Students won't fall for the "divide and rule" tricks of university management

As students occupy universities across the UK in support of striking lecturers, university bosses are doing all they can to break the solidarity.

Regina Kolbe Lewis Macleod
16 March 2018
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Students occupy the administration building at Aberdeen University.

On Tuesday morning, the Vice Principal of the University of Aberdeen sent out an email to the entire student body. In it, he cheerfully announced that, following an ACAS-facilitated proposal to settle the ongoing dispute over cutting University staff’s pensions, he ‘expect[s] the current industrial action to be suspended from […] Wednesday, 14 March 2018’. The VP furthermore assured students that the university management ‘remain[s] committed to minimising the adverse impact of the dispute’ and ‘thank[s] all students for their forbearance over this challenging period’.

Most astounding about this statement was that it was sent out hours before the Aberdeen branch of the UCU union – let alone UCU as a whole – had made a decision on the proposed deal. This means that either the university management was uninformed about UCU’s widely publicised decision timeline or it sent out an intentionally misleading email to the entirety of its student body. Both these explanations are utterly shameful for representatives of one of the oldest higher education institutions in the world.

Intentionally or not, the email caused instant university-wide confusion when news broke about UCU’s nation-wide rejection of the deal. Statements like ‘But this morning they said the strike was over!’ and ‘Why can’t the lecturers make up their mind?’ were spread by bewildered students on campus, Facebook and Twitter.

Yet, instead of correcting its ill-informed communication from earlier that day, the university management continued what, at this point, must be called a misinformation campaign. In a second email to all students, the Vice Principal expressed his ‘disappointment’ about the rejection of the deal, while claiming that ‘[t]he University remains strongly committed to ensuring that the student experience is of the highest quality and every effort is being made to minimise the disruption caused by the strike action’.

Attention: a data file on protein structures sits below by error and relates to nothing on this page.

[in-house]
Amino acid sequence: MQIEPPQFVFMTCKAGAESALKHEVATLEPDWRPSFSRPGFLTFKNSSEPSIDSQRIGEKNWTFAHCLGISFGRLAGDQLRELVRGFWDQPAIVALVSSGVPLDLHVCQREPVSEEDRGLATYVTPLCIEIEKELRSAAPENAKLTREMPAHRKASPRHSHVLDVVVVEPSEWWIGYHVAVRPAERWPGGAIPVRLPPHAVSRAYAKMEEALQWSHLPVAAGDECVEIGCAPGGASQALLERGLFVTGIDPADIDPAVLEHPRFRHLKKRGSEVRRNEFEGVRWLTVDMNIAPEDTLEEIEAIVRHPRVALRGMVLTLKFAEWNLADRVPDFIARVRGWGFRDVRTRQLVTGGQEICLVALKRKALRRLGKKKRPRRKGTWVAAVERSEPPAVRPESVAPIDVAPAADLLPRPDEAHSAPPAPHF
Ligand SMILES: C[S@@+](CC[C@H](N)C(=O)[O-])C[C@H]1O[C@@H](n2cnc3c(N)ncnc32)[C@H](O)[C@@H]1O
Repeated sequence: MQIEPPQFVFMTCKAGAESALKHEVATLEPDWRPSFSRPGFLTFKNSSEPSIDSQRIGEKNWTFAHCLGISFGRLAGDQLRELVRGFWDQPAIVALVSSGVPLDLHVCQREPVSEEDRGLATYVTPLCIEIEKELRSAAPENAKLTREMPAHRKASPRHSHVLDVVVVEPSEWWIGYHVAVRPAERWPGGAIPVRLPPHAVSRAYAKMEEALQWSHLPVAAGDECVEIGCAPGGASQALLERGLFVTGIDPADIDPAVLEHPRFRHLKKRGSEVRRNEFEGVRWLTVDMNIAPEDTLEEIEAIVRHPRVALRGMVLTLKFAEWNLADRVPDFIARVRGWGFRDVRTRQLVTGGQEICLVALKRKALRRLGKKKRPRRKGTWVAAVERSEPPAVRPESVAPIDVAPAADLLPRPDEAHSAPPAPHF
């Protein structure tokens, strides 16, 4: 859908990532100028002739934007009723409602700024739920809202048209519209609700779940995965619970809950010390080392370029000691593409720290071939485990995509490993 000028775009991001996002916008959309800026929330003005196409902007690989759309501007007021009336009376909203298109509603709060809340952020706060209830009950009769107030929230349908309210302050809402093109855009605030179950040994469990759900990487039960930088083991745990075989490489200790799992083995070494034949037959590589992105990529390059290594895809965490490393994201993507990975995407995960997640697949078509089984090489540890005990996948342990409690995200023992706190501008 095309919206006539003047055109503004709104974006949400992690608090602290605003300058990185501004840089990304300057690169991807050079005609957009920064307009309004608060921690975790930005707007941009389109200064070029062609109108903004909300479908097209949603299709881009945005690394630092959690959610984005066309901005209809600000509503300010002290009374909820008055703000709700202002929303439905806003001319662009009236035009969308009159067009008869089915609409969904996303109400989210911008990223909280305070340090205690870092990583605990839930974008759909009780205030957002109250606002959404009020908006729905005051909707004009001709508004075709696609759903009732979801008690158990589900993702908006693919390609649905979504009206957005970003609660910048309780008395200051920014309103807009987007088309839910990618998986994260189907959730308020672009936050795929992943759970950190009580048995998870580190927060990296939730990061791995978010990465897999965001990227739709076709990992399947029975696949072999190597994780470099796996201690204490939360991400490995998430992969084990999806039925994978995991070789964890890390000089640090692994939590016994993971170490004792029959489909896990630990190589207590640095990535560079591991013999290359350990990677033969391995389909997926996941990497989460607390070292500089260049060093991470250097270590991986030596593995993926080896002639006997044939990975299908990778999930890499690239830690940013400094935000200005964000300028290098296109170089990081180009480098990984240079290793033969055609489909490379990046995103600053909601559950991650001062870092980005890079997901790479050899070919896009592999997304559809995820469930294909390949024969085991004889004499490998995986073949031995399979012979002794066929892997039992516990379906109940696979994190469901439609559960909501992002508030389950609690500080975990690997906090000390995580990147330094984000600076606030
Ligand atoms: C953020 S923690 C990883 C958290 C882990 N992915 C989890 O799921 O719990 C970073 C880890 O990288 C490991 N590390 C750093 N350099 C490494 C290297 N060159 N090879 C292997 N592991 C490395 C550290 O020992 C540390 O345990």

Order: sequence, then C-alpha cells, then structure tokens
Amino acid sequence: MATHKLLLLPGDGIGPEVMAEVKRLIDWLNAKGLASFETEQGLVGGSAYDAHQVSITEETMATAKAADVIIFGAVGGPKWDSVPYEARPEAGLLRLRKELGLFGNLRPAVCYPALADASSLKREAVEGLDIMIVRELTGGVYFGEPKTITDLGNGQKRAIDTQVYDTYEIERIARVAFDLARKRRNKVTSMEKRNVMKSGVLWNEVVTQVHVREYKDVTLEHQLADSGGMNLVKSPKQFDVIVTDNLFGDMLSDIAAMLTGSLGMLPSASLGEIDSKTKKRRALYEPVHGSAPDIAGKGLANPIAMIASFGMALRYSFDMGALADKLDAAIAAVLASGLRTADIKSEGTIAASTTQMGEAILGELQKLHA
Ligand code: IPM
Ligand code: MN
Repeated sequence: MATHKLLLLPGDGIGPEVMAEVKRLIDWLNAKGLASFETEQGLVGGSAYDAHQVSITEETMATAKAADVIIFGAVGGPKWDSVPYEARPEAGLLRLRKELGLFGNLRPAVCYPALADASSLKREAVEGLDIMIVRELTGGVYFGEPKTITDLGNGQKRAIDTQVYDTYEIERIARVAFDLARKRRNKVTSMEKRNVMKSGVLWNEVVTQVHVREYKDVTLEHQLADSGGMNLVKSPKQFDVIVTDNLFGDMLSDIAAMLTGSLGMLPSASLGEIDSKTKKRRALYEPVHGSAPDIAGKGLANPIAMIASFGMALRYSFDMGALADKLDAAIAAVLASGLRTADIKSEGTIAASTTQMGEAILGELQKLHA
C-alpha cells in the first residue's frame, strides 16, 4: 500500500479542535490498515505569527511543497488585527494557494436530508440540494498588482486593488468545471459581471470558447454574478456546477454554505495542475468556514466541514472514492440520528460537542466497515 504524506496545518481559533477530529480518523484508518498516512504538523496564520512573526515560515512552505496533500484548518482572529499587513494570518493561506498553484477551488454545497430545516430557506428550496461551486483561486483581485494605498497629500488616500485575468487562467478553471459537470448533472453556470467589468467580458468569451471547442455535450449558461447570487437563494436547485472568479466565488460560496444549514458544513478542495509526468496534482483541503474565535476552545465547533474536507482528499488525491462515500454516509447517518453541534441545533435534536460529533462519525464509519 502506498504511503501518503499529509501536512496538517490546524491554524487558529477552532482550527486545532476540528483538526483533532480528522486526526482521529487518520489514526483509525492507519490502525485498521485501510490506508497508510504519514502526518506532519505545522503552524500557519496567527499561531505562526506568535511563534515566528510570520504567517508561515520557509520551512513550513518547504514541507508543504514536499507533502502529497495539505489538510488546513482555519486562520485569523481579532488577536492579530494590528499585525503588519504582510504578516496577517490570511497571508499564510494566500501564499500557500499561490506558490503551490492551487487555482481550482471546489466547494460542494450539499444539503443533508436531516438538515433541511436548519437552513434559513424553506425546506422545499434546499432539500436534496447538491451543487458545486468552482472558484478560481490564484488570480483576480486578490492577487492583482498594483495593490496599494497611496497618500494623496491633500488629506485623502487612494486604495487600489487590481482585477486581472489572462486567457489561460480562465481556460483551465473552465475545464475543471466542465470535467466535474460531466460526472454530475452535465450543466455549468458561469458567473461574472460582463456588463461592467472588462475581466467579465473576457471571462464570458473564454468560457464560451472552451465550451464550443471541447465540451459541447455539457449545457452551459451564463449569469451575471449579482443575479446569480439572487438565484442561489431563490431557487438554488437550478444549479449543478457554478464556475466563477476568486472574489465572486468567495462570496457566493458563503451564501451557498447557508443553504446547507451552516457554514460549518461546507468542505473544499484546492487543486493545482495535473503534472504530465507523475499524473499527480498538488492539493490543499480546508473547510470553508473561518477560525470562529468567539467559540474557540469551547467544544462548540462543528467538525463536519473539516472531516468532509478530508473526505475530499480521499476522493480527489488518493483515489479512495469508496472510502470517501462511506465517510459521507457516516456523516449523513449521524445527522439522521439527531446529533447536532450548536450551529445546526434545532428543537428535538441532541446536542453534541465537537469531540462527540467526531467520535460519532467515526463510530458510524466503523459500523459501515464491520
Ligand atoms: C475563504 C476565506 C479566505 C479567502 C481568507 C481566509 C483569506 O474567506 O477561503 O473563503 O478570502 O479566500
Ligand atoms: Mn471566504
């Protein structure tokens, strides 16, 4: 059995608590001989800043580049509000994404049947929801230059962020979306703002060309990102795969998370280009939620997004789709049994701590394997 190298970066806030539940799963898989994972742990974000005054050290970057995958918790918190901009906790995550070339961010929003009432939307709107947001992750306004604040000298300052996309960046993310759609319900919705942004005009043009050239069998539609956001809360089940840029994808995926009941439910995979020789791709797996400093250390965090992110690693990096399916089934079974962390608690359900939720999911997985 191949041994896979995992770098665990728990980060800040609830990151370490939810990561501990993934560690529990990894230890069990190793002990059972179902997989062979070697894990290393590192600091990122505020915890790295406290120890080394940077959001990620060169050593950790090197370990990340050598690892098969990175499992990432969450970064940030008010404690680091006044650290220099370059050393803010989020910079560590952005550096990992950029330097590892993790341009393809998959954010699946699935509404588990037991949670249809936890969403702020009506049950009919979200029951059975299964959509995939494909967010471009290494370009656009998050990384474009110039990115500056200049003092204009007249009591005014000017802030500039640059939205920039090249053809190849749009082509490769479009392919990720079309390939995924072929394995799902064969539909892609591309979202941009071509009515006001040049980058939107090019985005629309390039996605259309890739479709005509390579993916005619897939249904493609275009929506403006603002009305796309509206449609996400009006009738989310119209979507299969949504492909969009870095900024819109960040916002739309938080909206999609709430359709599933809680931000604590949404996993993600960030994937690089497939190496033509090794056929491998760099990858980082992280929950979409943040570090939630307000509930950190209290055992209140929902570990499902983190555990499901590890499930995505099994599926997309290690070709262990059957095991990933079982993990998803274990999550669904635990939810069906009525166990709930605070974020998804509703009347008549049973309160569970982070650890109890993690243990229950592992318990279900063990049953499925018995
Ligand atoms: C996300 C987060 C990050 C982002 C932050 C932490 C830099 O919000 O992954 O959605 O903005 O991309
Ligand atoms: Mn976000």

The subtext of the university’s communication strategy is clear: management is caring for its students, while supposedly ‘selfish’ lecturers continue to disrupt our education. This gross misrepresentation of striking staff members’ motivations must be read as an attempt by the university management to drive a wedge between the very two groups it is supposed to serve. 

Despite such executive level games of ‘divide-and-conquer’, the past four weeks of industrial action have shown that students increasingly recognise the natural alliance between themselves and their lecturers. In Aberdeen and elsewhere, students understand that when university staff withhold their labour to stop proposed cuts to their pensions, they simultaneously take a stance against obscene corporate practices such as fixed-term contracts, compulsory staff redundancies and the never-ending increase of already extortionate tuition fees.

Thus, students continue to join the picket lines, raise money for local strike funds and take other direct action in solidarity with university staff. At the time of writing, this includes six student-led occupations on Scottish university campuses alone – with dozens more happening across the UK.

Sadly, yet unsurprisingly, university managements’ responses to students’ peaceful solidarity protests have been aggressive and demeaning. At the University of Aberdeen, the Head of Estates was videotaped physically assaulting numerous students, including rugby-tackling a group of protesters and forcefully manhandling a female student. At the University of the Arts London, the local student union's Campaigns Officer has had her access to University buildings blocked, in addition to being threatened with dismissal from her elected post. At the University of Bath, student occupiers were denied access to bathrooms, leaving them no choice but to urinate in bottles in the middle of their University building.

Instances like these make clear how university managements only care about the welfare of students so as long as they do not attempt to challenge their authority. Instances like these are in fact symptomatic of the frightening reality of our increasingly commercialised higher education system. They show what happens when universities are run in the interest of unelected, unaccountable and overpaid managers instead of students and staff members who know that universities are not businesses.

To quote the Reclaiming Our University initiative’s manifesto: ‘We are motivated in our scholarship not by incentives of financial gain but by the pride we take in our educational and scholarly work. […] Our ambition for the university is not that it should be ranked above others in terms of quantitative indices of performance or productivity, but that it should stand out as a beacon of wisdom, tolerance and humanity.’

Yet, for this vision to be realised, it is of utmost importance to see through the tricks of the university management’s communication strategy and to stand united as an academic community. We must stop letting universities cut our hard-working staff’s pensions and take a stance against the rebranding of students as customers.

Supporting the UCU strike now means defending both our academic values and our education of tomorrow.

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